Browsing the other day through this Gallican (Gallican in the French eighteenth century sense of emphasising a degree of independance from Rome; not in the pre-Carolingian sense) Missal, I was struck by how right Dom Gueranger was to campaign for the elimination of these confected late French 'rites'. But there are good things in them. At a time when new propers issued from Rome tended to be a trifle prolix, there's an elegant simplicity about some 'Gallican' collects. Take this one, for the Five Wounds (Feria VI post Cineres):
Concede, quaesumus, misericors Deus; ut sacrae Unigeniti tui plagae sint nobis medela vulnerum et fontes salutis aeternae.
Good, yes? A lot of ideas in a few words. And here's one for the Mater Dolorosa (Feria VI post Dominicam Passionis), not quite so tight but still attractive:
Interveniat pro nobis, quaesumus, Domine, apud tuam clementiam, nunc et in hora mortis nostrae, beata Virgo Maria mater tua, cuius animam, in hora passionis tuae, doloris gladius pertransivit.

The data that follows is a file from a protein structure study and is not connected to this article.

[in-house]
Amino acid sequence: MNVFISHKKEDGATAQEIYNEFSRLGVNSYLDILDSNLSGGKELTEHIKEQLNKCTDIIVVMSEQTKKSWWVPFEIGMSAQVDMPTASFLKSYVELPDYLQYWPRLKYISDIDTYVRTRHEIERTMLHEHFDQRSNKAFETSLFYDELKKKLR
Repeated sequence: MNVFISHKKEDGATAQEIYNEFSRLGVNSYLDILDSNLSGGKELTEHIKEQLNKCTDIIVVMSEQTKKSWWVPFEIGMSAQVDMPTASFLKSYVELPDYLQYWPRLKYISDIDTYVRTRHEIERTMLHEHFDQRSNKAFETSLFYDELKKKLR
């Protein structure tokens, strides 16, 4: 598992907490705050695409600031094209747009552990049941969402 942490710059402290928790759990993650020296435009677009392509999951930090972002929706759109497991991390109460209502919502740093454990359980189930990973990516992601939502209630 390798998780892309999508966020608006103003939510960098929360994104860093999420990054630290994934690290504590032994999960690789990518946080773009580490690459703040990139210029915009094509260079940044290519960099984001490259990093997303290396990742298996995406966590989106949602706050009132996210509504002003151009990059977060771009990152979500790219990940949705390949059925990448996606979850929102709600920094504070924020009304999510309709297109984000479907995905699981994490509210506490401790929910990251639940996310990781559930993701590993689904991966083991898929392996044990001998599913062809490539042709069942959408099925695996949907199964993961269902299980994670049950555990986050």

Incidentally, 'Paris' renamed the Dedication of S Michael " S Michael and All Angels". I wonder if they got this idea from Cranmer's Calendar. There were links between the 'Gallicans' and the Anglicans; I suspect the Gallicans thought Anglicans were rather like themselves but had taken local autonomy a trifle too far, while Anglicans saw the French as Sound Chaps who might easily be persuaded to go the whole hog.
Would anybody care to translate those collects for the Greater Good?
PS: According to 'Paris', one covered one's head with one's amice in the winter, assuming the biretta between Easter and the Octave of S Denis. Reminded me of the practice in our Capella Regia of celebrating Easter by migrating out of the Tudor Chapel in S James's, adorned with Aragonese pomegranites, into the light and airy chapel put up by Inigo Jones for Henrietta Maria.